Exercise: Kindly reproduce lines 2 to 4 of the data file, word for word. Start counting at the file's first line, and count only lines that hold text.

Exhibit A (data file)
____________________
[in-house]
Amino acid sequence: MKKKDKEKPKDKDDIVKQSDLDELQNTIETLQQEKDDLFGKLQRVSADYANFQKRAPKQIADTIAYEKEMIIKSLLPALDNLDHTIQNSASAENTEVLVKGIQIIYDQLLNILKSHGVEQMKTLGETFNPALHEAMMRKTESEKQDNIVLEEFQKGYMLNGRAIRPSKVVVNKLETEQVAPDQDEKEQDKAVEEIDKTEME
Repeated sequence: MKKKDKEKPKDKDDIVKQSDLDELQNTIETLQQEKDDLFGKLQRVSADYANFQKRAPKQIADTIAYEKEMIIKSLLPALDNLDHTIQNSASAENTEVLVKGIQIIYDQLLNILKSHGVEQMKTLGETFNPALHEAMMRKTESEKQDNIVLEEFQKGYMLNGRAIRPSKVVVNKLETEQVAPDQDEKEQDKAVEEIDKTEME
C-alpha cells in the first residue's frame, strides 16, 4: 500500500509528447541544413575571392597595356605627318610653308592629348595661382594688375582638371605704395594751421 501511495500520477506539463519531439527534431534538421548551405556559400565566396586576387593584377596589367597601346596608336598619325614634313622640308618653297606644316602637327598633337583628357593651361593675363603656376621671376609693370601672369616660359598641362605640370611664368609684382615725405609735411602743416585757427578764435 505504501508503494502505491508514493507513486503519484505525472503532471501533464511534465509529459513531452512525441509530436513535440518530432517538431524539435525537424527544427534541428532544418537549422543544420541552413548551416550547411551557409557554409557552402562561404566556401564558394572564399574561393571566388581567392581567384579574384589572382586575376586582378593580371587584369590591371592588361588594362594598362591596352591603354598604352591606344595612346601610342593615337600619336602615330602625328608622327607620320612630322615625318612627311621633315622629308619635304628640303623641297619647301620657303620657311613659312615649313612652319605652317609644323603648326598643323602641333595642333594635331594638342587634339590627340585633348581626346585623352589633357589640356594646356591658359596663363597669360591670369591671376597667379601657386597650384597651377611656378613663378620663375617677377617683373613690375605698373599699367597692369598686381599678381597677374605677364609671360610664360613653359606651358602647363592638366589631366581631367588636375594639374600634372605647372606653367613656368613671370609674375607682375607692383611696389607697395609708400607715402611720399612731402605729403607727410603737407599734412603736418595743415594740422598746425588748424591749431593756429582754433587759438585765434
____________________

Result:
Amino acid sequence: MKKKDKEKPKDKDDIVKQSDLDELQNTIETLQQEKDDLFGKLQRVSADYANFQKRAPKQIADTIAYEKEMIIKSLLPALDNLDHTIQNSASAENTEVLVKGIQIIYDQLLNILKSHGVEQMKTLGETFNPALHEAMMRKTESEKQDNIVLEEFQKGYMLNGRAIRPSKVVVNKLETEQVAPDQDEKEQDKAVEEIDKTEME
Repeated sequence: MKKKDKEKPKDKDDIVKQSDLDELQNTIETLQQEKDDLFGKLQRVSADYANFQKRAPKQIADTIAYEKEMIIKSLLPALDNLDHTIQNSASAENTEVLVKGIQIIYDQLLNILKSHGVEQMKTLGETFNPALHEAMMRKTESEKQDNIVLEEFQKGYMLNGRAIRPSKVVVNKLETEQVAPDQDEKEQDKAVEEIDKTEME
C-alpha cells in the first residue's frame, strides 16, 4: 500500500509528447541544413575571392597595356605627318610653308592629348595661382594688375582638371605704395594751421 501511495500520477506539463519531439527534431534538421548551405556559400565566396586576387593584377596589367597601346596608336598619325614634313622640308618653297606644316602637327598633337583628357593651361593675363603656376621671376609693370601672369616660359598641362605640370611664368609684382615725405609735411602743416585757427578764435 505504501508503494502505491508514493507513486503519484505525472503532471501533464511534465509529459513531452512525441509530436513535440518530432517538431524539435525537424527544427534541428532544418537549422543544420541552413548551416550547411551557409557554409557552402562561404566556401564558394572564399574561393571566388581567392581567384579574384589572382586575376586582378593580371587584369590591371592588361588594362594598362591596352591603354598604352591606344595612346601610342593615337600619336602615330602625328608622327607620320612630322615625318612627311621633315622629308619635304628640303623641297619647301620657303620657311613659312615649313612652319605652317609644323603648326598643323602641333595642333594635331594638342587634339590627340585633348581626346585623352589633357589640356594646356591658359596663363597669360591670369591671376597667379601657386597650384597651377611656378613663378620663375617677377617683373613690375605698373599699367597692369598686381599678381597677374605677364609671360610664360613653359606651358602647363592638366589631366581631367588636375594639374600634372605647372606653367613656368613671370609674375607682375607692383611696389607697395609708400607715402611720399612731402605729403607727410603737407599734412603736418595743415594740422598746425588748424591749431593756429582754433587759438585765434